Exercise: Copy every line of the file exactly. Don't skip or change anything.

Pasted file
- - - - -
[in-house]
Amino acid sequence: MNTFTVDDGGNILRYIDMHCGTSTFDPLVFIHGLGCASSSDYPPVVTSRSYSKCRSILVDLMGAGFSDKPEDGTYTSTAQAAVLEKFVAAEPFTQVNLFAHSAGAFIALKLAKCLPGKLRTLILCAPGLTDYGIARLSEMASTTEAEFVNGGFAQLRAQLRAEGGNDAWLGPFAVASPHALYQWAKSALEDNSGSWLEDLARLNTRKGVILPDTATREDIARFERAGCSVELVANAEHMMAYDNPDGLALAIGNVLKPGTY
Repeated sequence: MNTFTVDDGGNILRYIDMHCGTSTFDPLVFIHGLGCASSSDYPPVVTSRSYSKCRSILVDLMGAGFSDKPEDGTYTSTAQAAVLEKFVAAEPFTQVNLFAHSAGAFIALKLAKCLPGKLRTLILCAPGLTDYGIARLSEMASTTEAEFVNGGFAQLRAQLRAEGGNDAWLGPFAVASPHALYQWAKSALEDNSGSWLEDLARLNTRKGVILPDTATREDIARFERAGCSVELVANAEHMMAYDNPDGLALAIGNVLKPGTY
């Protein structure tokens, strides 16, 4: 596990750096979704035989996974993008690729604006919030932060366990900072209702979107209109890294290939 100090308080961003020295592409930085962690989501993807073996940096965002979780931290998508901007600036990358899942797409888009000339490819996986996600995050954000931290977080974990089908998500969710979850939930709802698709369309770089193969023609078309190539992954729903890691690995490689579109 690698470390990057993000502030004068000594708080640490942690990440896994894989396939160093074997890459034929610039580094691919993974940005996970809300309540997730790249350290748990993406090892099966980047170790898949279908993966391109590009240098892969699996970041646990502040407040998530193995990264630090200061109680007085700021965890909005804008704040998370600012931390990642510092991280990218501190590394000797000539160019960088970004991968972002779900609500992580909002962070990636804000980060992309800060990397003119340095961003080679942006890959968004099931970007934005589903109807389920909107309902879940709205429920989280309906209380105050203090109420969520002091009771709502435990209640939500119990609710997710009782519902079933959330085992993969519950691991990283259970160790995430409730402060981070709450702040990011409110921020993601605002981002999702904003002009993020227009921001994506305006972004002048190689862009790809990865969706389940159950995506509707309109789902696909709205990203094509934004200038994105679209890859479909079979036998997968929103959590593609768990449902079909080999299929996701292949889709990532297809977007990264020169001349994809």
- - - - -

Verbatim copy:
[in-house]
Amino acid sequence: MNTFTVDDGGNILRYIDMHCGTSTFDPLVFIHGLGCASSSDYPPVVTSRSYSKCRSILVDLMGAGFSDKPEDGTYTSTAQAAVLEKFVAAEPFTQVNLFAHSAGAFIALKLAKCLPGKLRTLILCAPGLTDYGIARLSEMASTTEAEFVNGGFAQLRAQLRAEGGNDAWLGPFAVASPHALYQWAKSALEDNSGSWLEDLARLNTRKGVILPDTATREDIARFERAGCSVELVANAEHMMAYDNPDGLALAIGNVLKPGTY
Repeated sequence: MNTFTVDDGGNILRYIDMHCGTSTFDPLVFIHGLGCASSSDYPPVVTSRSYSKCRSILVDLMGAGFSDKPEDGTYTSTAQAAVLEKFVAAEPFTQVNLFAHSAGAFIALKLAKCLPGKLRTLILCAPGLTDYGIARLSEMASTTEAEFVNGGFAQLRAQLRAEGGNDAWLGPFAVASPHALYQWAKSALEDNSGSWLEDLARLNTRKGVILPDTATREDIARFERAGCSVELVANAEHMMAYDNPDGLALAIGNVLKPGTY
């Protein structure tokens, strides 16, 4: 596990750096979704035989996974993008690729604006919030932060366990900072209702979107209109890294290939 100090308080961003020295592409930085962690989501993807073996940096965002979780931290998508901007600036990358899942797409888009000339490819996986996600995050954000931290977080974990089908998500969710979850939930709802698709369309770089193969023609078309190539992954729903890691690995490689579109 690698470390990057993000502030004068000594708080640490942690990440896994894989396939160093074997890459034929610039580094691919993974940005996970809300309540997730790249350290748990993406090892099966980047170790898949279908993966391109590009240098892969699996970041646990502040407040998530193995990264630090200061109680007085700021965890909005804008704040998370600012931390990642510092991280990218501190590394000797000539160019960088970004991968972002779900609500992580909002962070990636804000980060992309800060990397003119340095961003080679942006890959968004099931970007934005589903109807389920909107309902879940709205429920989280309906209380105050203090109420969520002091009771709502435990209640939500119990609710997710009782519902079933959330085992993969519950691991990283259970160790995430409730402060981070709450702040990011409110921020993601605002981002999702904003002009993020227009921001994506305006972004002048190689862009790809990865969706389940159950995506509707309109789902696909709205990203094509934004200038994105679209890859479909079979036998997968929103959590593609768990449902079909080999299929996701292949889709990532297809977007990264020169001349994809």